This paper examines the relationship between the literary theories underpinning an English syllabus and teachers’ personal epistemologies and pedagogical beliefs. The study discussed here used semi-structured interviews and an online survey to investigate 50 New South Wales teachers’ views of the theoretical basis of a senior English syllabus that came into force in 2000, and represented a substantial change of emphasis for the subject. Participants described the extent of alignment between literary theories they saw as influencing the Syllabus and their preferred literary theories, and linked this to their epistemological beliefs and their teaching practices at senior secondary level. Where there was a mismatch between the perceived theoretical basis of the Syllabus and teachers’ own preferred literary theories, this fuelled participants’ perceptions that the Syllabus was unduly influenced by unstable and contradictory literary theories which were seen as undermining their existing conceptions of English as a school subject. The study’s findings suggest the importance of considering teachers’ beliefs in developing and implementing a new syllabus.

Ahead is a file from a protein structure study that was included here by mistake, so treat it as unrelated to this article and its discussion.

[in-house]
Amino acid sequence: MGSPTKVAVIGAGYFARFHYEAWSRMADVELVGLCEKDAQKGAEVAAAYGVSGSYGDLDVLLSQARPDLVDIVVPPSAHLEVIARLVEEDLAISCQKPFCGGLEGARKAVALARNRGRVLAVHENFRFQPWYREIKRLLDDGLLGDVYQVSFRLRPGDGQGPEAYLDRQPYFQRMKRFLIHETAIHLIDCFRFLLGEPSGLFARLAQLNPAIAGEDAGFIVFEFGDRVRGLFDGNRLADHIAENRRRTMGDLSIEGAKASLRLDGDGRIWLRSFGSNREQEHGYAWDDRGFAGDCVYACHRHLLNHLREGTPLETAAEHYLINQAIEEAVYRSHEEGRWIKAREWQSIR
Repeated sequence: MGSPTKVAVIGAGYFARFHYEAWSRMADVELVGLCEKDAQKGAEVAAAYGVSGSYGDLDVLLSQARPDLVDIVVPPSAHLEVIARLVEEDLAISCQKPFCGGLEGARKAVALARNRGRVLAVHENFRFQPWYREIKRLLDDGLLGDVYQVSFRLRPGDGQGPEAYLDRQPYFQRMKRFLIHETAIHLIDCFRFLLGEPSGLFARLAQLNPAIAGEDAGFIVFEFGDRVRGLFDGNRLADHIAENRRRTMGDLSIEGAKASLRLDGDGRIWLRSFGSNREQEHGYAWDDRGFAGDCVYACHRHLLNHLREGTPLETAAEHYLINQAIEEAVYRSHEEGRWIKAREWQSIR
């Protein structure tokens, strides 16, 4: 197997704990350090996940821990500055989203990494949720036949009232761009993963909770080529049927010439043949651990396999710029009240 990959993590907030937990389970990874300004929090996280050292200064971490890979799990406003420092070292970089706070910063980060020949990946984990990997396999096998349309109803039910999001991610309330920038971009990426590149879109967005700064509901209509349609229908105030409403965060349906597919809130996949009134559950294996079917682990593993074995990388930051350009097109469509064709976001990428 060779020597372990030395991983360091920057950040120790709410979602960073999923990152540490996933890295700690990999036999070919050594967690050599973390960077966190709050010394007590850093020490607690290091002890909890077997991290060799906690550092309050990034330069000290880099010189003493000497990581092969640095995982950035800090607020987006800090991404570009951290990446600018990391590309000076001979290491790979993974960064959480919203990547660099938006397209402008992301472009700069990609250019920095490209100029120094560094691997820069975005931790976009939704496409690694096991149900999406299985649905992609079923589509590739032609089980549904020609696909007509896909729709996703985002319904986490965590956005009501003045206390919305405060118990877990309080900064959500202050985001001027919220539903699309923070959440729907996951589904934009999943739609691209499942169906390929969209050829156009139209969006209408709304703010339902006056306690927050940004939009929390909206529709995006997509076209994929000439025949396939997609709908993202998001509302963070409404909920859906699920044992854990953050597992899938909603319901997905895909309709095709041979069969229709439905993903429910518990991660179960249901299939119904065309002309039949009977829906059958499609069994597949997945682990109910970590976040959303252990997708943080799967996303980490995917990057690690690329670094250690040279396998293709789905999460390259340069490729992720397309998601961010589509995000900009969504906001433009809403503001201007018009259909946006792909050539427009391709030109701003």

|Number of pages||10|
|Journal||English in Australia|
|Publication status||Published - 2017|